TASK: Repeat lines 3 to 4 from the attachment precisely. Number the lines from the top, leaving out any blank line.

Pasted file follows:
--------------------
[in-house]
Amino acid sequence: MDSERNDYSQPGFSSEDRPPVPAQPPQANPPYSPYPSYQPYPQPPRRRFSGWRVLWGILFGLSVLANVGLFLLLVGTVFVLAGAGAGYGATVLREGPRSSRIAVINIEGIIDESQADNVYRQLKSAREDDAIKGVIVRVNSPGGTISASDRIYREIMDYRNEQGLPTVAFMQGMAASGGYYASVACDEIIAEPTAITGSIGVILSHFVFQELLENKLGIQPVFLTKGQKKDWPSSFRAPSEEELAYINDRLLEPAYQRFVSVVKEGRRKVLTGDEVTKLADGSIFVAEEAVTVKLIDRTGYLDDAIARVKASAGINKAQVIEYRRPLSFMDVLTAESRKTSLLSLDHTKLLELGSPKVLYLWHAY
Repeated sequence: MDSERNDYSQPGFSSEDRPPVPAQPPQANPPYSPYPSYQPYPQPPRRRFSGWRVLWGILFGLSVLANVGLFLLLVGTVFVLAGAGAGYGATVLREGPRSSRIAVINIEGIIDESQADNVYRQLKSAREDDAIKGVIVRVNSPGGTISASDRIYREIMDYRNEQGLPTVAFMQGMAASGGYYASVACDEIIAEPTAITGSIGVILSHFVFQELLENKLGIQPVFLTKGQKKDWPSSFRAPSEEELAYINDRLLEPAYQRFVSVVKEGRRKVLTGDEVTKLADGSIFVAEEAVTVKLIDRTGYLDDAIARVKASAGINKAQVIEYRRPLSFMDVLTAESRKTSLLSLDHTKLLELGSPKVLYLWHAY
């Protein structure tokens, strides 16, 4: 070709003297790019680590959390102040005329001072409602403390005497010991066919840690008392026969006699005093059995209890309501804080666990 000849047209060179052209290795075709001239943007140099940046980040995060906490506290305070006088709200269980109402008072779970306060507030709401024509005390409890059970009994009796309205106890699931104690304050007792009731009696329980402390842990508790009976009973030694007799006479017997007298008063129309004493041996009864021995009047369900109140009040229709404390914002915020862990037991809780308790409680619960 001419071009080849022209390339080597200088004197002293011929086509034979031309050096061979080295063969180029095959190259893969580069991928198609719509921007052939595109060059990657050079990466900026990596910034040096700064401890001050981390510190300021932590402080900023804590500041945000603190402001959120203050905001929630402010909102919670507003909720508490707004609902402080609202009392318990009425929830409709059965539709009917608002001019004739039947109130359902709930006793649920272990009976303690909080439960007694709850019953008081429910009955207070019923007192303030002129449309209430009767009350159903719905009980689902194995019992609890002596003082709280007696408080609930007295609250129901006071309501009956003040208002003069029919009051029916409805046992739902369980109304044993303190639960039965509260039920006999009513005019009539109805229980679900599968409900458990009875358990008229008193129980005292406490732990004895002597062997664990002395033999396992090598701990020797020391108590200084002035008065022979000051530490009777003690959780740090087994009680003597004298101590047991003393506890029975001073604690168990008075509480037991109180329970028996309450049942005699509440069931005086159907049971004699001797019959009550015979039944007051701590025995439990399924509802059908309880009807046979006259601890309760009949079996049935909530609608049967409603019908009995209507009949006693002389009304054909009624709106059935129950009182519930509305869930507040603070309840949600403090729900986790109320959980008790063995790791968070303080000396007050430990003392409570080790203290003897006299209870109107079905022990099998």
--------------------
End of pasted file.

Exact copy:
Repeated sequence: MDSERNDYSQPGFSSEDRPPVPAQPPQANPPYSPYPSYQPYPQPPRRRFSGWRVLWGILFGLSVLANVGLFLLLVGTVFVLAGAGAGYGATVLREGPRSSRIAVINIEGIIDESQADNVYRQLKSAREDDAIKGVIVRVNSPGGTISASDRIYREIMDYRNEQGLPTVAFMQGMAASGGYYASVACDEIIAEPTAITGSIGVILSHFVFQELLENKLGIQPVFLTKGQKKDWPSSFRAPSEEELAYINDRLLEPAYQRFVSVVKEGRRKVLTGDEVTKLADGSIFVAEEAVTVKLIDRTGYLDDAIARVKASAGINKAQVIEYRRPLSFMDVLTAESRKTSLLSLDHTKLLELGSPKVLYLWHAY
């Protein structure tokens, strides 16, 4: 070709003297790019680590959390102040005329001072409602403390005497010991066919840690008392026969006699005093059995209890309501804080666990 000849047209060179052209290795075709001239943007140099940046980040995060906490506290305070006088709200269980109402008072779970306060507030709401024509005390409890059970009994009796309205106890699931104690304050007792009731009696329980402390842990508790009976009973030694007799006479017997007298008063129309004493041996009864021995009047369900109140009040229709404390914002915020862990037991809780308790409680619960 001419071009080849022209390339080597200088004197002293011929086509034979031309050096061979080295063969180029095959190259893969580069991928198609719509921007052939595109060059990657050079990466900026990596910034040096700064401890001050981390510190300021932590402080900023804590500041945000603190402001959120203050905001929630402010909102919670507003909720508490707004609902402080609202009392318990009425929830409709059965539709009917608002001019004739039947109130359902709930006793649920272990009976303690909080439960007694709850019953008081429910009955207070019923007192303030002129449309209430009767009350159903719905009980689902194995019992609890002596003082709280007696408080609930007295609250129901006071309501009956003040208002003069029919009051029916409805046992739902369980109304044993303190639960039965509260039920006999009513005019009539109805229980679900599968409900458990009875358990008229008193129980005292406490732990004895002597062997664990002395033999396992090598701990020797020391108590200084002035008065022979000051530490009777003690959780740090087994009680003597004298101590047991003393506890029975001073604690168990008075509480037991109180329970028996309450049942005699509440069931005086159907049971004699001797019959009550015979039944007051701590025995439990399924509802059908309880009807046979006259601890309760009949079996049935909530609608049967409603019908009995209507009949006693002389009304054909009624709106059935129950009182519930509305869930507040603070309840949600403090729900986790109320959980008790063995790791968070303080000396007050430990003392409570080790203290003897006299209870109107079905022990099998």